V. BRIEF DESCRIPTION OF THE DRAWINGS

FIGS. 1A and 1B illustrate exemplary kits for tethering an electrode lead to an anatomical structure within a patient using a coupling member.

FIG. 2 shows an exemplary method of anchoring an electrode lead suitable for use with a neuromuscular electrical stimulation system.

FIG. 3A shows an exemplary method of anchoring an electrode lead coupled to an anchor at an opening proximal to the electrodes on the lead.

FIG. 3B shows an exemplary method of anchoring the electrode lead of FIG. 3A using a second anchor and a second coupling member.

FIGS. 4A and 4B depict an exemplary method of anchoring an electrode lead coupled to an anchor at an opening distal to the electrodes on the lead.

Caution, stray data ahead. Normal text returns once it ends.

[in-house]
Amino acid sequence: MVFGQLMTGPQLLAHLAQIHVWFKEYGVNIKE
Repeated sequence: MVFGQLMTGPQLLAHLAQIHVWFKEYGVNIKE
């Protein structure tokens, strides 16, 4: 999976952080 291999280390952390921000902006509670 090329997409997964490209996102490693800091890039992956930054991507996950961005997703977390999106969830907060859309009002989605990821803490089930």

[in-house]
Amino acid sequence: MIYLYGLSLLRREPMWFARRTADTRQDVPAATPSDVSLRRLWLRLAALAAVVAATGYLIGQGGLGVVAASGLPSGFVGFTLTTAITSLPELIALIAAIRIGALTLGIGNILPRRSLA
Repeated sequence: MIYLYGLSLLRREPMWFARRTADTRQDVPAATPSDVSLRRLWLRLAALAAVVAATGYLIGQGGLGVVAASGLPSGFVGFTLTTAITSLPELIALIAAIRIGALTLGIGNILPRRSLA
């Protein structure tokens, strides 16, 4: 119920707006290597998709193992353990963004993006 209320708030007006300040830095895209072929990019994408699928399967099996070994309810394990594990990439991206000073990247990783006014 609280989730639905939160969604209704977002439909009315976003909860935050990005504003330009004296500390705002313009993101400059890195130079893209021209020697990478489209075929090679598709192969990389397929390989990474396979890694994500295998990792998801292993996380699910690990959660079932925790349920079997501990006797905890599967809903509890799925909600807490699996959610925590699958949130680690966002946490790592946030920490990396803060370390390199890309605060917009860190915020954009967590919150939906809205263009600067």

FIGS. 5A and 5B show an alternative method of anchoring an electrode lead coupled to an anchor at an opening proximal to the electrodes on the lead.

FIG. 6 illustrates an exemplary anchor suitable for use in a kit for tethering an electrode lead to an anatomical structure within a patient using a coupling member.

FIGS. 7A and 7B are sectional views of an alternative anchor suitable for use in a kit for tethering an electrode lead to an anatomical structure within a patient using a coupling member.

FIG. 8A shows an integrated member suitable for use in a kit for tethering an electrode lead to an anatomical structure within a patient using a coupling member.

FIG. 8B depicts an alternative integrated member suitable for use in a kit for tethering an electrode lead to an anatomical structure within a patient using a coupling member.

VI. DETAILED DESCRIPTION OF THE INVENTION